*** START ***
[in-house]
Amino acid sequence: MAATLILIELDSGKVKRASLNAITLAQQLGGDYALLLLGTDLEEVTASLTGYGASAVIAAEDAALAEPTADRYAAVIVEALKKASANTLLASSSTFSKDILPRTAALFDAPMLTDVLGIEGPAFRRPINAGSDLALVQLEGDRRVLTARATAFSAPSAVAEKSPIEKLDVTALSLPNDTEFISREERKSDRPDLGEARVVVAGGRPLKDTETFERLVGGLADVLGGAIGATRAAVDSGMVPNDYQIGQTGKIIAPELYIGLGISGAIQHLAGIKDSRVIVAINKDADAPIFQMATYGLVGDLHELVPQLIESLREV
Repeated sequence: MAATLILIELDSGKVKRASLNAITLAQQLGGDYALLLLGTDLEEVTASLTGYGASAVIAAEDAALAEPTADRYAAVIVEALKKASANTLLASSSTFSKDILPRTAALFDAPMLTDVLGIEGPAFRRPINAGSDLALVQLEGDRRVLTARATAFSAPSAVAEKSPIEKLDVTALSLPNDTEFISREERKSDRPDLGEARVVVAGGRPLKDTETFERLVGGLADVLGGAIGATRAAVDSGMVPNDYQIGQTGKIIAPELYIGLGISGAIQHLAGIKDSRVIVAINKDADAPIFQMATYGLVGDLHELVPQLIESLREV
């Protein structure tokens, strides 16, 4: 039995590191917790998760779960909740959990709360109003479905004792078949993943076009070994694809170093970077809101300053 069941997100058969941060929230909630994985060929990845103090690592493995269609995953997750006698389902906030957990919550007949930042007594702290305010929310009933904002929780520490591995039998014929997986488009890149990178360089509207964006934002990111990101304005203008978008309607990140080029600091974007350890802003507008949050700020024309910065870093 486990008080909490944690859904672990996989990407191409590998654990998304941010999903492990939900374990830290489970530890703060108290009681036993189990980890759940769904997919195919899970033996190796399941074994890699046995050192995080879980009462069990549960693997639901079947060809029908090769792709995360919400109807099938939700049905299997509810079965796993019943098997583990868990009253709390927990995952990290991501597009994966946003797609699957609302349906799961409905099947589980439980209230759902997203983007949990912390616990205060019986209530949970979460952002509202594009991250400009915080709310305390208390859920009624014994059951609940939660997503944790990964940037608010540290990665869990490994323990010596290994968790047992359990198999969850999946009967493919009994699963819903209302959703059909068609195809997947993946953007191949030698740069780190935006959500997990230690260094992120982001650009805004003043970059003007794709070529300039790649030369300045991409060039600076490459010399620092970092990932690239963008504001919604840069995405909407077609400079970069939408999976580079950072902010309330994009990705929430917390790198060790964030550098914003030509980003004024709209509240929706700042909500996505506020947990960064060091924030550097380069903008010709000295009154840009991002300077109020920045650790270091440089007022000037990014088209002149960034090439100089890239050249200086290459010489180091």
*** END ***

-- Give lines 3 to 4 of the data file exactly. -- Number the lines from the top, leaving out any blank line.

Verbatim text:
Repeated sequence: MAATLILIELDSGKVKRASLNAITLAQQLGGDYALLLLGTDLEEVTASLTGYGASAVIAAEDAALAEPTADRYAAVIVEALKKASANTLLASSSTFSKDILPRTAALFDAPMLTDVLGIEGPAFRRPINAGSDLALVQLEGDRRVLTARATAFSAPSAVAEKSPIEKLDVTALSLPNDTEFISREERKSDRPDLGEARVVVAGGRPLKDTETFERLVGGLADVLGGAIGATRAAVDSGMVPNDYQIGQTGKIIAPELYIGLGISGAIQHLAGIKDSRVIVAINKDADAPIFQMATYGLVGDLHELVPQLIESLREV
């Protein structure tokens, strides 16, 4: 039995590191917790998760779960909740959990709360109003479905004792078949993943076009070994694809170093970077809101300053 069941997100058969941060929230909630994985060929990845103090690592493995269609995953997750006698389902906030957990919550007949930042007594702290305010929310009933904002929780520490591995039998014929997986488009890149990178360089509207964006934002990111990101304005203008978008309607990140080029600091974007350890802003507008949050700020024309910065870093 486990008080909490944690859904672990996989990407191409590998654990998304941010999903492990939900374990830290489970530890703060108290009681036993189990980890759940769904997919195919899970033996190796399941074994890699046995050192995080879980009462069990549960693997639901079947060809029908090769792709995360919400109807099938939700049905299997509810079965796993019943098997583990868990009253709390927990995952990290991501597009994966946003797609699957609302349906799961409905099947589980439980209230759902997203983007949990912390616990205060019986209530949970979460952002509202594009991250400009915080709310305390208390859920009624014994059951609940939660997503944790990964940037608010540290990665869990490994323990010596290994968790047992359990198999969850999946009967493919009994699963819903209302959703059909068609195809997947993946953007191949030698740069780190935006959500997990230690260094992120982001650009805004003043970059003007794709070529300039790649030369300045991409060039600076490459010399620092970092990932690239963008504001919604840069995405909407077609400079970069939408999976580079950072902010309330994009990705929430917390790198060790964030550098914003030509980003004024709209509240929706700042909500996505506020947990960064060091924030550097380069903008010709000295009154840009991002300077109020920045650790270091440089007022000037990014088209002149960034090439100089890239050249200086290459010489180091």